About half anticipate a change in their commercial model approaches or ways of working, and only a third foresee a completely reworked organization by 2012.
“Overall, for most companies, the imperative for radical transformation continues to be on the distant horizon,” wrote TGaS's Anna McClafferty, a VP and author of the report.
Most change will occur in the marketing discipline, she notes. Of course, many firms have been laying off large swaths of sales reps, but a downsizing effort, while significant in terms of its impact on people, is not in and of itself a true change, the report says. Most of these organizational structures remain relatively stable, near term.
That said, virtually all companies fully expect to develop new approaches to leveraging non-personal selling, multiple alternative communications channels and sophisticated customer relationship management (CRM) capabilities within three years, TGaS found.
In a few cases, industry has done more than just downsize. In 2005, with its Pravachol lipid med teetering at the edge of expiry, Bristol-Myers Squibb halved sales calls for the drug and told reps to call only on existing prescribers. Prescription rates for the drug held steady. Pfizer, laying off thousands of reps ahead of megablockbuster Lipitor's patent sunset—scheduled for this month—has been exploring alternatives for its established products, including white-space targeting, or using a halo of non-personal touchpoints.
One of the most visible examples of companies experimenting with changing their commercial model has been AstraZeneca's move, in late 2008, to start lowering the sales headcount for its $4.9 billion/year heartburn drug Nexium and replace it with a 300-person call center. By the end of 2009, virtually all detailing was eliminated, yet the company has been able to hold its sales line for Nexium through 2010.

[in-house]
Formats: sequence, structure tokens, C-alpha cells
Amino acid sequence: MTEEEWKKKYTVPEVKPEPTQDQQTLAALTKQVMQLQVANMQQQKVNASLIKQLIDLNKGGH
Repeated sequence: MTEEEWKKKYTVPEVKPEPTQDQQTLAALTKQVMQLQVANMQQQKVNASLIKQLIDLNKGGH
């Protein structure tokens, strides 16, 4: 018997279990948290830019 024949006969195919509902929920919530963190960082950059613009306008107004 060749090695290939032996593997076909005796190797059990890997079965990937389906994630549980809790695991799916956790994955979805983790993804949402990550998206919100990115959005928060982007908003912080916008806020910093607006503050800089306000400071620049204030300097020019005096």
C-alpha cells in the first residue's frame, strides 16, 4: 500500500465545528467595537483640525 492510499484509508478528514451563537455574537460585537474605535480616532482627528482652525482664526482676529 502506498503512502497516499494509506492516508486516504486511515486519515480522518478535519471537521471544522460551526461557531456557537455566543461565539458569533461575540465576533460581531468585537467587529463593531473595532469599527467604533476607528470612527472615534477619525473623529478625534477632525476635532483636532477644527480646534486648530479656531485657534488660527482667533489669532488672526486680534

The company also shifted a portion of its portfolio more toward bottom-line profitability. AZ created a late-stage, more mature product category called Cornerstone, where it could try alternatives to the large sales forces. The catalyst for the new unit was bringing Nexium, whose patent is due to expire in 2014, into the Cornerstone fold.
“While we continue to reduce the overall spending of Nexium, it didn't go away,” said AstraZeneca's David Snow, VP of Cornerstone, in September at the DTC Performance-Based Marketing Summit. “We just changed the way we did it. A big part of it later on was how we resourced it from the large sales forces. We kept a lot of activity going on the marketing side but found a different way to represent the product in front of HCPs.”
Why aren't there more examples of innovation involving flagship brands? Craig Robertson, partner and global lead for the life sciences market at consultancy Accenture, chalks it up to risk aversion. “The pain of not changing is not great enough to facilitate change yet,” he says. More change is coming though, he predicts, as profits and operating income start to get squeezed and shareholders begin to demand it. Over the next 12-24 months, “I would speculate you will see significant, dramatic action… changing the customer-engagement model.”